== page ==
Just opposite here was a butterfly/orchid garden. It was like many others we have visited, but was unusual for New Zealand. It was lovely wandering through the large greenhouse full of exotic plants, with butterflies fluttering all around. Our favourites were the gorgeous blue morpho butterflies, which chased each other constantly, but never settled, so were impossible to photograph. I liked seeing the owl butterflies too. Some of the butterflies came from abroad, but many were raised here in the greenhouse. There were some wonderful plants too, including pitcher plants as well as the orchids.
Pied shags (not penguins)!
After our visit, we drove through pleasant Thames, with its long main street. Adrian stopped to get diesel before we drove up into the Kauaerango Valley. The road became unsurfaced before we reached the Visitors Centre. We were planning to do a short walk, down to a 'swimming hole' in the river. The ranger advised us that the water was still a bit violent after the rain. I bought a New Zealand cap before we drove on to the walk. The onward road was very potholed, which didn't please Adrian. We drove the couple more kilometres, then drove on a bit further to the second path which just descended down many steps, instead of the 30 minute rough terrain walk through the rainforest.
We ate lunch before walking down to Hoffman's Pool and back, not being enticed to swim!
Some of the beautiful butterflies and flowers at Thames Butterfly Garden
As we drove back along the greatly potholed road, a car and caravan with a lone lady driver passed us!
Back by the Visitors Centre we now walked on a trail through the rainforest to view a model dam, much of it on a boardwalk.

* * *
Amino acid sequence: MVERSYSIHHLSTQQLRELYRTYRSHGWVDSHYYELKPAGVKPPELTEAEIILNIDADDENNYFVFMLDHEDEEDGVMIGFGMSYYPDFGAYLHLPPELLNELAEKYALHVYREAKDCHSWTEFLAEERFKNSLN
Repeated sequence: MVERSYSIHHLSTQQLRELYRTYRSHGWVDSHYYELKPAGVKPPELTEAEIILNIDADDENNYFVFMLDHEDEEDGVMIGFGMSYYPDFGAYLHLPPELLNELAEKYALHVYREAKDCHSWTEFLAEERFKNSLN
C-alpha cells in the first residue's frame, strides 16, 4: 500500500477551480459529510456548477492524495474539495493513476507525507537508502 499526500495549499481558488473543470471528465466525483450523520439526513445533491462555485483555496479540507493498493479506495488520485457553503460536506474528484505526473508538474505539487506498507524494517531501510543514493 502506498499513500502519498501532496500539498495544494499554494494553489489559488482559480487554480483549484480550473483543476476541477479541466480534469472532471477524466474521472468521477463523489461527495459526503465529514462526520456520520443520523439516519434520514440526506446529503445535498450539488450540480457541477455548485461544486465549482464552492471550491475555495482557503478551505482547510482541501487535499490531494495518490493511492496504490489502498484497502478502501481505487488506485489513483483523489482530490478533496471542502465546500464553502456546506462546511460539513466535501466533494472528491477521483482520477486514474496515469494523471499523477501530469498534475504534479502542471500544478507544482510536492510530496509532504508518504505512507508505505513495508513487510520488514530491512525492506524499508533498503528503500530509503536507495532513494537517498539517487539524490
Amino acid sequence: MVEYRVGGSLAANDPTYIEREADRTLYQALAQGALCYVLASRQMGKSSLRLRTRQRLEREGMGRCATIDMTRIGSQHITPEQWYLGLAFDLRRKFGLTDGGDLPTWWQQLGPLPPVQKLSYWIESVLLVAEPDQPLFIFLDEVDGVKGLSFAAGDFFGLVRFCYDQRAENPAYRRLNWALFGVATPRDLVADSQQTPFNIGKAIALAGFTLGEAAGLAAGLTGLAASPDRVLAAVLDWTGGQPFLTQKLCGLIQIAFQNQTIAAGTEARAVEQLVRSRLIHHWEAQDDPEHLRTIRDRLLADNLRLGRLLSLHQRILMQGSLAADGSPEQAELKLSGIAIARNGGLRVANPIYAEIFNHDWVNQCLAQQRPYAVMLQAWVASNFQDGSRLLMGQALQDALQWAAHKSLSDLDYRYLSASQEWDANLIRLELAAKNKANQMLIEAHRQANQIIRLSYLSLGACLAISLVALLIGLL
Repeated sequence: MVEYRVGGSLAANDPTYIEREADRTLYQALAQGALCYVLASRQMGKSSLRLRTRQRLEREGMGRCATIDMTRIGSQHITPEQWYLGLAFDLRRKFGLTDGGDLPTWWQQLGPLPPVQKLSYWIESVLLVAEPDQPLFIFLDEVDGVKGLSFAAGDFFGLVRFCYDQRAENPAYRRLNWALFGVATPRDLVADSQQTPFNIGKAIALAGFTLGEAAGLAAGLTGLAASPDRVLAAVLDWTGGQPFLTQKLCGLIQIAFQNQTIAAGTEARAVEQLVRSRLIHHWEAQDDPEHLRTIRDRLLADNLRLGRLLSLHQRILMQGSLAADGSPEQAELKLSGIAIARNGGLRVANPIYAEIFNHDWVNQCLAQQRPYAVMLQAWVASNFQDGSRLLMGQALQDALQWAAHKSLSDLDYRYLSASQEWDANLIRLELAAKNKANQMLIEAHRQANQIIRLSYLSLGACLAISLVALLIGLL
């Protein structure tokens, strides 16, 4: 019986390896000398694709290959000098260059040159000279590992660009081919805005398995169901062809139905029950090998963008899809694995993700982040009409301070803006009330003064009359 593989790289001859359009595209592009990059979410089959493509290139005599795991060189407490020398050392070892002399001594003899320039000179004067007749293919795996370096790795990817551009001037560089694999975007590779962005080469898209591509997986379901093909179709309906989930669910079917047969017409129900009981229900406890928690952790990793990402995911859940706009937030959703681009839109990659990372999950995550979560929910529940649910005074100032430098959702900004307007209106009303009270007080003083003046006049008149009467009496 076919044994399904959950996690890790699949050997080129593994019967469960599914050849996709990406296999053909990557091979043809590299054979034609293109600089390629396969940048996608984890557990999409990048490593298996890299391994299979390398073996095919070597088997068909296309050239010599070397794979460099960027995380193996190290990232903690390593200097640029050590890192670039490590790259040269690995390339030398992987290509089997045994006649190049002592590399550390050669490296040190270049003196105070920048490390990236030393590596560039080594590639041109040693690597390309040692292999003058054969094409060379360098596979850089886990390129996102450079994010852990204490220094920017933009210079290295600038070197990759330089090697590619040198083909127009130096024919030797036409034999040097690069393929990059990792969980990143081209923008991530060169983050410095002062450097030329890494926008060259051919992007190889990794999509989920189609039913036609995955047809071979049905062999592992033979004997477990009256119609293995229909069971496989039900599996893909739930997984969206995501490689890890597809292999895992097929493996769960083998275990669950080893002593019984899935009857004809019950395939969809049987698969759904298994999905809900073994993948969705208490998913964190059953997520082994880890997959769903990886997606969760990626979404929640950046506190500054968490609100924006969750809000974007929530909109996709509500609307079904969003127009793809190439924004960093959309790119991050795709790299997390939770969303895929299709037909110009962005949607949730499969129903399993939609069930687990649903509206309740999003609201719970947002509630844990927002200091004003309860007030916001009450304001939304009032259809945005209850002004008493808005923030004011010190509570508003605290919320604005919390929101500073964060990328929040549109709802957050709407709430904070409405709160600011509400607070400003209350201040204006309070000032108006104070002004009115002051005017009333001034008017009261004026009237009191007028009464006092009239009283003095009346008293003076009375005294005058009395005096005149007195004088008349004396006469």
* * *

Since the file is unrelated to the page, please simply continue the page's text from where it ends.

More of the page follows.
It was called a 'model dam' as it was a 1/3 scale replica of a dam which had been used to bring kauri logs down from the hills in the early 20th century. The idea was that a dam was built on a small river, which was not deep enough to float logs down, and allowed to fill up with water. Logs were hauled into the dam water. When it was full, a sluice was opened and all the water rushed out taking the logs many kilometres down the river to where they could be hauled to boats or to the sawmills. The biggest dam in the region once took 28,000 logs down!
Hoffman’s Pool in the Kauaerango Valley
Just as we were about to leave the dam, we were entertained by a little fantail bird acrobating in front of us.
Now 2.15, we drove back to Thames, then left it and the Coromandel. The country was flat as we crossed the wide Waihou River where Adrian preferred the old wooden bridge beside the newer one.
The ’model dam’ with its sluice gate
We stopped to sort out a place to stay for the night. We toyed with driving further, but the spot we had in mind was said to be very busy, particularly being Easter, so we drove back to Thames, pulling into Rhodes Park, where we could stay.
A chap called Dave from the other camper here asked if we'd mind keeping an eye on his small trailer while he went for a drive to charge his newly mended house battery. He thanked us profusely on his return an hour or so later. After much discussion on our last day 'on the road' tomorrow, Adrian booked a campsite near Auckland, then we had a little walk through a newly planted First World War Memorial Grove beside us which will look good when it's grown.
Old and new bridges over the Waihou River
Saturday 26th March Another hot tub and lots of birds 117km
It was a fine but cloudy morning. We left just after 9 o'clock - the designated time for leaving here.